To the game itself and a dream start?

Let's start with a well-worn football cliche - you can score too early.

Barely three minutes on the clock and it's that man Jaroensak, rapidly become Samut Prakan's 'Mr Assist', who turns goal provider again. His right wing cross is met by ex-BG Pathum player, Chakkit, who plants a firm header past the keeper to score against his old club. Cue an understandably muted goal celebration from the Sea Fang number 10 but there's nothing muted about the celebrations among the travelling section. Are we really one goal up against the league leaders on their own patch?

For the rest of the half - a long 42 minutes plus injury time - it's fair to say BG Pathum battered us. It wasn't difficult to see why they are top of the pile. To a man, the home side are well-organized, fit and strong, with plenty of technical ability. Chenrop sends a shot whistling millimetres over the bar, Saharat almost scores with a left-wing cross. It becomes a case of when and not if, and the BG equalizer comes mid-way through the half. Spanish midfielder, Toti, levelling affairs with a well-struck free kick.

The visitors, in their second change kit of grey and orange (which is starting to grow on me) manage to hold on until the break. 

An eventful second half?

This developed into probably one of the games of the season so far, with plenty of incident to keep fans interested on such a wretched rainy night. 

Samut Prakan defender, Jakkapan, already on a first half yellow, chops down BG's Chenrop in full flight and is pointed in the direction of the changing room shower. The visitors down to ten men and worse still, there's over half an hour to play. 

VAR makes an obligatory appearance in the 70th minute. Aris Jarifovic's scissor-kick clearance inside the box is adjudged dangerous play and Brazilian Victor Cardoza slots home the penalty-kick.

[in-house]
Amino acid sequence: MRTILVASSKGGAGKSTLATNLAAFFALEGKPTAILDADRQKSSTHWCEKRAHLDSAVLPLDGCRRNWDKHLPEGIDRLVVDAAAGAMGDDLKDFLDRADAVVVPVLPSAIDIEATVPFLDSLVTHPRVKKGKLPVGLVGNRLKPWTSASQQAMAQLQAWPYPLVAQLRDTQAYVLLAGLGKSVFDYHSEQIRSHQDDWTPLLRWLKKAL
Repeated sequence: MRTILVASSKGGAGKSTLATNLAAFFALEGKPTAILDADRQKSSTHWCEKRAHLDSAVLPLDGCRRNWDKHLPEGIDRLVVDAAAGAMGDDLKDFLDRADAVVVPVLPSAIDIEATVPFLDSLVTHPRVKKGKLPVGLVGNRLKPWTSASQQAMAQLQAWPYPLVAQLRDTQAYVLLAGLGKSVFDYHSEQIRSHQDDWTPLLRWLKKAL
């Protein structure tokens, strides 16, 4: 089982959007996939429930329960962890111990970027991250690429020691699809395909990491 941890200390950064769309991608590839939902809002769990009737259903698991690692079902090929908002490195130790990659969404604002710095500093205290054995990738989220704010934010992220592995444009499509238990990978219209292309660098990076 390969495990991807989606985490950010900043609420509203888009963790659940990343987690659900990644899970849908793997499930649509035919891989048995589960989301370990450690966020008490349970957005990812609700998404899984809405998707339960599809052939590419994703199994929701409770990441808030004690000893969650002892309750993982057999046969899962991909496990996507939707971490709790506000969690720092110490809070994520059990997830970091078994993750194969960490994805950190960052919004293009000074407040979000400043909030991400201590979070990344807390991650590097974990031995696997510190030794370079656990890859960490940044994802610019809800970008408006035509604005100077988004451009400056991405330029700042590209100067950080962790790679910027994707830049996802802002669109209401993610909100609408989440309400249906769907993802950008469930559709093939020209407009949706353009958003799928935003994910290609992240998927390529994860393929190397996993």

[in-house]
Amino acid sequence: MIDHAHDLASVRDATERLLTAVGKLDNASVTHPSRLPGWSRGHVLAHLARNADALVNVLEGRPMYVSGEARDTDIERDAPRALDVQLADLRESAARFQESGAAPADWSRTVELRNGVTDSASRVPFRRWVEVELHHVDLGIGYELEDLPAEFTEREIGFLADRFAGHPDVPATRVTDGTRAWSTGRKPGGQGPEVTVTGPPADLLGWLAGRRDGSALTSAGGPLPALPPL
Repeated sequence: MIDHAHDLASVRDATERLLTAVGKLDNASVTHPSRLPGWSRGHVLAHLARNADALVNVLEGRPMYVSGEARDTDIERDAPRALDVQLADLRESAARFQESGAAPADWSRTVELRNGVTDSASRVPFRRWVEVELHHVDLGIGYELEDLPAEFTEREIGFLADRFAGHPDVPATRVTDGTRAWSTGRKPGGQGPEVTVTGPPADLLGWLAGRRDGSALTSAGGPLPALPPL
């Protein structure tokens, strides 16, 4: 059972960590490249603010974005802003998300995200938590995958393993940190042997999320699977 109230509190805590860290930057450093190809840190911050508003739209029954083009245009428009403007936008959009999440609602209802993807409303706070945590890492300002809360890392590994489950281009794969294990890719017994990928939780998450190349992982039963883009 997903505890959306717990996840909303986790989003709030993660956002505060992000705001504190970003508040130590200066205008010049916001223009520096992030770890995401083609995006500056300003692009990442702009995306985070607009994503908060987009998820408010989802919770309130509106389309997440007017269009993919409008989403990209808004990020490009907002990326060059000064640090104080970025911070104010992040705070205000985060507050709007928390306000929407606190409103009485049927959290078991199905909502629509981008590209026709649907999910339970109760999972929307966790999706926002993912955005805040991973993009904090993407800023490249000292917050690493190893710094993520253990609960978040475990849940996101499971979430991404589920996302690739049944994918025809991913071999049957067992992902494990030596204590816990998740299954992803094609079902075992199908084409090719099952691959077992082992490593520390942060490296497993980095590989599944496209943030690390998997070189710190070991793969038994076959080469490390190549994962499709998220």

BG Pathum should be home and dry with a one goal, one man advantage but far from it. Samut Prakan get back into the game and the home side suddenly look nervy.  

With less than a quarter of an hour remaining, Jaroensak (who else?) delivers his second assist of the evening and Chayawat sticks out a right leg to steer it into the BG goal. A 78th minute leveller from out of nowhere, but it was Captain Peeradol who deserved the plaudits for his audacious scooped free kick that started the move and caught BG napping. 

We are going home with a point. (Match highlights)   

Good away support?

Considering the atrocious weather, it was an excellent turn out. It looked to be at least double the number of fans we took to Muangthong a few weeks back. And they were noisy throughout and really got behind the team.

Overall thoughts?

One of the best evenings I've had following Samut Prakan, despite being wet for most of it. 

We were not the better team on the night, but oh boy! we scrapped for everything. I was proud of every player who wore the shirt.

The fans played their part tonight, too. Who needs drums and megaphones? 

Who's up next?

We are at home to Suphanburi, this Saturday 24th October, kick off 6pm.

2020-21 fixture list and scores